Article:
I’ve been thinking a lot lately about writing.
I have always thought about writing. Even when I’m writing I’m thinking about what I will be writing next. I make notes on my phone, I record quick voice messages to myself, I write a quick paragraph aloud as I watch the light dance across the trees.
I’m unequivocally, and forever will be, a bit of a poet.
And a romantic.
I am sure for some it can be a bit much, but that’s okay. Maybe their stuff might be a bit much or too little for me.
But lately, I was thinking about this: I want to write and publish what I write almost everyday. I used to write daily. Now, it’s more hit and miss, and scheduled time in between the other work responsibilities. This is fine. It is practical. But it appeals zero to the poet in me.
So I wrote this. Recorded this moment for myself, and for those of you who read here. These little moments of in-between…they make up a life, don’t they?
October 30, 2020
I am standing in my house. Not my new house just yet. I am standing in my empty living room, in the home I raised my children in and in the home I built seventeen years ago. The walls are empty, and even the whispers echo, now.
There is no life here, and yet, there was a whole life here.
Andrew asked me the other day if I was sad. If I was getting close to breaking down, remembering all the Christmases and birthdays and the bringing home of babies. I had just whispered to him after closing on our new house in Auburn, “This is the last time I will drive to this house and call it home.”
Listening to his question, I looked out the window. I sighed. I looked to the fields I had passed over and over again these last five years, commuting back home. There is this one spot, a bend in the road, a certain field that has meaning to me. Years ago, it represented getting closer to home, and sometimes, closer to pain. It began to represent a longing. For another life, another chance, another moment in time where things could be simpler.
A time where I could breathe fully.
And eventually, that bend in the road represented me and a healing that had begun to take place within me. My home, although it was quiet and less filled that it used to be, became my place. My calm. My quiet spot. My place of rest.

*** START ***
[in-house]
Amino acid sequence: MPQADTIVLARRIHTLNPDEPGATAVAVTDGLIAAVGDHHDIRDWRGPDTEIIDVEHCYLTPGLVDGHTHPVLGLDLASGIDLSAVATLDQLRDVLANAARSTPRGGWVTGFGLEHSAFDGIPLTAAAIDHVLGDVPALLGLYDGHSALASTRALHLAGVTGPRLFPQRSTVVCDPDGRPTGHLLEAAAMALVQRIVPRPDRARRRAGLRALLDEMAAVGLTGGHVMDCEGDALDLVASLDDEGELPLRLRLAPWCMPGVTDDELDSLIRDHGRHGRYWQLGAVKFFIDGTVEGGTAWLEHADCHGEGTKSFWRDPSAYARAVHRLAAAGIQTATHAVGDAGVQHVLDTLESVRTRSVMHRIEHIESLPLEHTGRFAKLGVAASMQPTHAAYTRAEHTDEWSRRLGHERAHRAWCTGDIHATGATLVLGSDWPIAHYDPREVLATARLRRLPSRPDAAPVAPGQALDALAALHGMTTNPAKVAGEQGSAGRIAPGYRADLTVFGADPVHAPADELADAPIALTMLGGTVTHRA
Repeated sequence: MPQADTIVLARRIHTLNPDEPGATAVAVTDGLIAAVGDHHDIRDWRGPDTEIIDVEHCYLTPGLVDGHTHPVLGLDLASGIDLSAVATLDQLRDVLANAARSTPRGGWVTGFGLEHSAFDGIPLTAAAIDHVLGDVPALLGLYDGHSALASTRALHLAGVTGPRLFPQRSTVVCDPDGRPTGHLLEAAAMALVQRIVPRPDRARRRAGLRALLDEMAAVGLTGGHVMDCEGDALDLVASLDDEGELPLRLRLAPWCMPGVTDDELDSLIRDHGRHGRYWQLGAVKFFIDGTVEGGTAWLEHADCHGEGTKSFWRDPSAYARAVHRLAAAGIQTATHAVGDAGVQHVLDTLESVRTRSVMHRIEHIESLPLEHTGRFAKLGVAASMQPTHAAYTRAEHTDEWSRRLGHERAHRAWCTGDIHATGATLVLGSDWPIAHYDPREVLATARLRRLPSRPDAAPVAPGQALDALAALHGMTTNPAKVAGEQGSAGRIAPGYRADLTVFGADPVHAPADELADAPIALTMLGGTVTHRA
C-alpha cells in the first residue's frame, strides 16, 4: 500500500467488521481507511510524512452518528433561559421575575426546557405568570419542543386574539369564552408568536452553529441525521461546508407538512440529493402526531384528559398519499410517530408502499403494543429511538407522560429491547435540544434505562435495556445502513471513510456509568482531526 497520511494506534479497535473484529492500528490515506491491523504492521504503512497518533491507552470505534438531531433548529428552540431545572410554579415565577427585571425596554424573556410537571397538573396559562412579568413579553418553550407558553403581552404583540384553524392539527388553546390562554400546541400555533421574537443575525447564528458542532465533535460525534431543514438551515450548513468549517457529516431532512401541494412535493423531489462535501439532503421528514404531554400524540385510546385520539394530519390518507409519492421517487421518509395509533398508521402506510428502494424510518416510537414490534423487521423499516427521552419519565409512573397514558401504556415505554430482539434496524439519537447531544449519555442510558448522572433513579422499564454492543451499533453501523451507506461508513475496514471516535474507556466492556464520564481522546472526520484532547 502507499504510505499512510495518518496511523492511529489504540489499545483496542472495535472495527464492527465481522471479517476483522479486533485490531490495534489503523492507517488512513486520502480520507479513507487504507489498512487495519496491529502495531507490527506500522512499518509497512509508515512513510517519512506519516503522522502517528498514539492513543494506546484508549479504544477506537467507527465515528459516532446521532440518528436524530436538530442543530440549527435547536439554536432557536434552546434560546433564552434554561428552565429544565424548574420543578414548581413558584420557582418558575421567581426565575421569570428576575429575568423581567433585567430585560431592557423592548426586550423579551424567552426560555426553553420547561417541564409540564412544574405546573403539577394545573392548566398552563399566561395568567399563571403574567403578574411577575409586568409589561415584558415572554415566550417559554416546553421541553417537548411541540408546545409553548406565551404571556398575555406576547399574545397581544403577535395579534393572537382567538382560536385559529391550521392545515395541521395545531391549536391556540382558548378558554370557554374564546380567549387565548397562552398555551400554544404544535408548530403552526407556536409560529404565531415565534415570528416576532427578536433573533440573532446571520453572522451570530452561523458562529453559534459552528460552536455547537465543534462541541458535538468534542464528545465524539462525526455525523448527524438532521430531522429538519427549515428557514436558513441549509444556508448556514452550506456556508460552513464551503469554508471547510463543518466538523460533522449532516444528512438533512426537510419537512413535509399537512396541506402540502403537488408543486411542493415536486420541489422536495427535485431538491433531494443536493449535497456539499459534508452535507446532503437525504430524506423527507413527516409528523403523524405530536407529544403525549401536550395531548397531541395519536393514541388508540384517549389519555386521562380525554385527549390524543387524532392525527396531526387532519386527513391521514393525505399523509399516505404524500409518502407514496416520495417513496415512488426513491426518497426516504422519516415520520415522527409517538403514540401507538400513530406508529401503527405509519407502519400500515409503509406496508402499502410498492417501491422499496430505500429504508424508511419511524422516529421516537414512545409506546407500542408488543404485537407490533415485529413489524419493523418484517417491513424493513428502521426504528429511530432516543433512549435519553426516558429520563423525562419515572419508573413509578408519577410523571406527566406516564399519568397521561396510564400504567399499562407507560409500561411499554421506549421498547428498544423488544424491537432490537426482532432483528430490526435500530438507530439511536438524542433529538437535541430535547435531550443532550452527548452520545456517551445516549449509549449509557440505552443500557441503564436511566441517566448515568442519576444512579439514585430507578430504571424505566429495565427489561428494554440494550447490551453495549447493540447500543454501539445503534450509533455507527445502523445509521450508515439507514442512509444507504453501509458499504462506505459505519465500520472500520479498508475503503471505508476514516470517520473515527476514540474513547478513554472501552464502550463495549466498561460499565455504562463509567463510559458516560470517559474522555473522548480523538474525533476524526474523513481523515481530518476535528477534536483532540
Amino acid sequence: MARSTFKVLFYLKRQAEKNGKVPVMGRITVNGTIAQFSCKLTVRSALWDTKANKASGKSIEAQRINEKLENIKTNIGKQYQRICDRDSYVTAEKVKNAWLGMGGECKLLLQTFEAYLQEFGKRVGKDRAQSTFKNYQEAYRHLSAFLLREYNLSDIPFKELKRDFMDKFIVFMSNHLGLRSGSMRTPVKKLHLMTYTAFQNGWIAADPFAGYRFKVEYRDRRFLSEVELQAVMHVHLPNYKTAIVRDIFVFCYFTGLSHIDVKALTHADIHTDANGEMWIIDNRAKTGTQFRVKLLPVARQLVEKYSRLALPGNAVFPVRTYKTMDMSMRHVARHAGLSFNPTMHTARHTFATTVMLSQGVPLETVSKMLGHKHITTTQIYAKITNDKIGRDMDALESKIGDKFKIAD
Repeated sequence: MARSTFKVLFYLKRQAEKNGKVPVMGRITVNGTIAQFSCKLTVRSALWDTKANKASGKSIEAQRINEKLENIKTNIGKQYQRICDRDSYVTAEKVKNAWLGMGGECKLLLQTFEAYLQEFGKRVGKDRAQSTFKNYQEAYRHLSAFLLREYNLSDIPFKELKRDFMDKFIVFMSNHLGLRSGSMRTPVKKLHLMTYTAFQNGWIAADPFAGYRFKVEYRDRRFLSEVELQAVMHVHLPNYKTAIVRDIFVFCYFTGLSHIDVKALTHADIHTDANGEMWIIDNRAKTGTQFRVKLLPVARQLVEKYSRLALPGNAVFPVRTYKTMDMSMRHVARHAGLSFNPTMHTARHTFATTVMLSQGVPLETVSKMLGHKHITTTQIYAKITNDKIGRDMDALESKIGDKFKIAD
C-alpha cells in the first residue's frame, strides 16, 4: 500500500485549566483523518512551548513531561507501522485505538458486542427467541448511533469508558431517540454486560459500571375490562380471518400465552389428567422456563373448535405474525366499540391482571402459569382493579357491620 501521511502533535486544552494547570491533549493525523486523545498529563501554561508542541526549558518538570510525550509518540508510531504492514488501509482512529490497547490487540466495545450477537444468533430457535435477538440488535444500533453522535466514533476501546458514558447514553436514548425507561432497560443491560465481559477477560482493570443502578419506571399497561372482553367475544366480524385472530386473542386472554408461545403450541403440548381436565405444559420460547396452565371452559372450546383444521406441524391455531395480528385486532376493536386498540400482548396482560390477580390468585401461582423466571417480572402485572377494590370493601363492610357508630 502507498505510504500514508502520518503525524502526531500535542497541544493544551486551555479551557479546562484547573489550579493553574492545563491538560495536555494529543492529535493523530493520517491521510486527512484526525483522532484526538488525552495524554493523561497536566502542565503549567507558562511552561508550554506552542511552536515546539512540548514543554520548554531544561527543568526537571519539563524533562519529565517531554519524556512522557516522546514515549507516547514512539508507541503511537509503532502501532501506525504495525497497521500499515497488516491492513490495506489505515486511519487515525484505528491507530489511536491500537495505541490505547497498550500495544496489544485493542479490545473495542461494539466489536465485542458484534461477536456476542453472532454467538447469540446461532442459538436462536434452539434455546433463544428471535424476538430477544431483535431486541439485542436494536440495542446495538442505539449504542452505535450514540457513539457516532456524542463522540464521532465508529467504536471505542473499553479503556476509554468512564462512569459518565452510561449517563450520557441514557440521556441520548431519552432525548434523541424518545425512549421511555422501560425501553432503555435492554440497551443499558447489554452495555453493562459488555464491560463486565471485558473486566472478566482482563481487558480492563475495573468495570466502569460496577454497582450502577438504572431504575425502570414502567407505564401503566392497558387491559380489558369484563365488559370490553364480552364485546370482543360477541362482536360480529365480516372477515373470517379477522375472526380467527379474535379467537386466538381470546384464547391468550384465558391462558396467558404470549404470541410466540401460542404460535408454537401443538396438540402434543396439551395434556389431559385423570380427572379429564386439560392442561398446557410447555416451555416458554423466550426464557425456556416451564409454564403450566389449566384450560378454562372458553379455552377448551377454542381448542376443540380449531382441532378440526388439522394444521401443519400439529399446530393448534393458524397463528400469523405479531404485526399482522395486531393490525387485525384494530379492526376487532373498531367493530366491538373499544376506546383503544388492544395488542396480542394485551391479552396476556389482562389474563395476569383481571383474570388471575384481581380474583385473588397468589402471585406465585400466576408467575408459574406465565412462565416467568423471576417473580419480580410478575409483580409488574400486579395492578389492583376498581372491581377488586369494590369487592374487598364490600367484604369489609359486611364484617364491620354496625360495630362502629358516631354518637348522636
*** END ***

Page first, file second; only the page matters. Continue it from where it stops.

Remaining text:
I looked out at my field, and I closed my eyes for just a second. “I don’t think I will miss the house for the exact memories there. I’ll remember the moments, yes, and I will remember them happily. I think, though, I will miss the house because of what happened to me in it. What happened within me. What I felt there, sitting on my couch all those years, I don’t ever want to forget it. I don’t ever want to go back to going through the fast motions of living, and not connecting to exactly where I am and what I long to be. I connected to that place because of that change. I don’t want to be somewhere new, and forget.”
And in his way, he reached over, squeezed my hand, smiled easily at me, and said, “Well. Don’t.”
our last night in the house, the kids under their blankets made by Nana, watching one of our favorite Harry Potter movies
I smile to myself as I stand in the empty living room. I stand in the exact place where my couch spot would have been, and I looked to the right to the trees I watched in the midst of my healing, and the emotion takes over. I am filled with hope. I am filled with remembrance. I am filled with the knowledge I will not forget what happened here. I am filled with a touch of sadness. I close my eyes, look up to the sky and imagine it…all that heavenly gold light I’ve mediated over all those times sitting right in this spot.
I feel a hand on my shoulder.
It’s my fourteen year old son, Gray, who is now taller than me and boasts a pretty impressive beard when he wants.
“You taking a minute in here?”
“Yes, I am. How are you? You okay? A lot of big things happened here. I just want to be sure I took a minute to really be here, and to honor what this place was for us.”
He nods, understanding way too well for a fourteen year old boy.
A smile slowly spreading across his face, he looks at me, and says in his matter of fact way, “Yea. It was a good house. It’s a good place. But I’m not sad. I am happy. I am happy with y’all, and the car is loaded. We’re ready.” He puts his arm around my shoulder, and almost whispers, “Come on, Mom. Let’s go home.”